Similar to the myth of lady-led films not creating profits, the myth of diverse casts not creating profits is false. Movie companies could easily increase their profits by simply hiring more actors and actresses of color to appeal to a wider audience. Movies are not the only form of media that struggles with representing minorities, television shows and even news outlets often ignore the need for not just representation, but accurate representation. Edwin and Rios explained “The most-watched broadcast TV shows—not just in minority households, but also within one of the most coveted age demographics—had majority nonwhite casts.
Unfortunately, in the 2013-2014 season, only four shows had a majority non-white cast. Not only are people of color missing out on seeing themselves reflected in television shows, companies are missing out on viewer turnout. However, when minorities are reflected on television, isn’t always positive. Rebecca Keegan of the Los Angeles Times cites USC’s Annenberg School for Communication and Journalism study in her piece USC study: Minorities still under-represented in popular films to highlight the issue of misrepresentation.
Keegan, after analyzing the USC study, claimed that hispanic women are more likely to be shown nude or in “sexy attire. ” She also touched on how black men are less likely to be portrayed in committed relationships. Creating this false perception of hispanic women as sex objects and black men as unreliable partners truly does hurt groups that are already struggling to gain and maintain social footing. The inaccurate and often negative representation doesn’t stop at fictional stories in film and television; it happens in the news room daily.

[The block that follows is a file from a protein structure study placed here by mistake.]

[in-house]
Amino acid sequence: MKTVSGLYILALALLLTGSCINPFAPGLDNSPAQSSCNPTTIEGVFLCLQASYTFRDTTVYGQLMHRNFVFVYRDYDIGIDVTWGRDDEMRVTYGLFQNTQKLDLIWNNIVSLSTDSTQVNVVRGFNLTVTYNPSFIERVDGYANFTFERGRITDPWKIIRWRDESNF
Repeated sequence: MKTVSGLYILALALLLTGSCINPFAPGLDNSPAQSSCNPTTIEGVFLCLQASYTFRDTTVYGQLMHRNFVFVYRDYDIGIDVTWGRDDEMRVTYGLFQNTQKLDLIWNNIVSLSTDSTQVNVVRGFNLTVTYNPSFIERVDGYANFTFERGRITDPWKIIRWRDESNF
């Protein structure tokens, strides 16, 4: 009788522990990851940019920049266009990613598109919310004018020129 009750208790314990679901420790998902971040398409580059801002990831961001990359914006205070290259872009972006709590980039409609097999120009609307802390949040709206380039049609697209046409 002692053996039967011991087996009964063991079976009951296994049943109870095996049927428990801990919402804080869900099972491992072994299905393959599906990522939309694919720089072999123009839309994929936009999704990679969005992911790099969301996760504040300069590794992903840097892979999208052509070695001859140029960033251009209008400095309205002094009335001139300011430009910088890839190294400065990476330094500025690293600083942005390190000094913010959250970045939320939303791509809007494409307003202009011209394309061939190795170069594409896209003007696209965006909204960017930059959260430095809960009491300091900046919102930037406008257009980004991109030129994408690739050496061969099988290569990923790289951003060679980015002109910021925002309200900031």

Burrowing into this disturbing reality, Rian Edington of the State Hornet, a Sacramento State newspaper, interviewed many minorities in his article The skewed representation of minorities in the news media. A common feeling among the three students he interviewed was frustration. All three of them felt as if the news painted their ethnicities to be dangerous criminals. Millions of people across the United States watch the news every day, so if minorities are portrayed negatively, these feelings will undoubtedly seep into the general public’s opinions. In order to combat this, there must be diversity in the ownership of these news outlets.
Currently, “six major companies control most of the news in this country,” this includes news on the web (Fulton). With only a handful of companies gathering and distributing the news, the public can’t expect to receive an accurate and well-rounded report. Not only would race-relations improve, citizens, especially minorities, would become more involved in their governments and communities. Sandra Fulton of the American Civil Liberties Union claimed that “there are higher voting rates in minority communities where radio station owners are of the same ethnicity.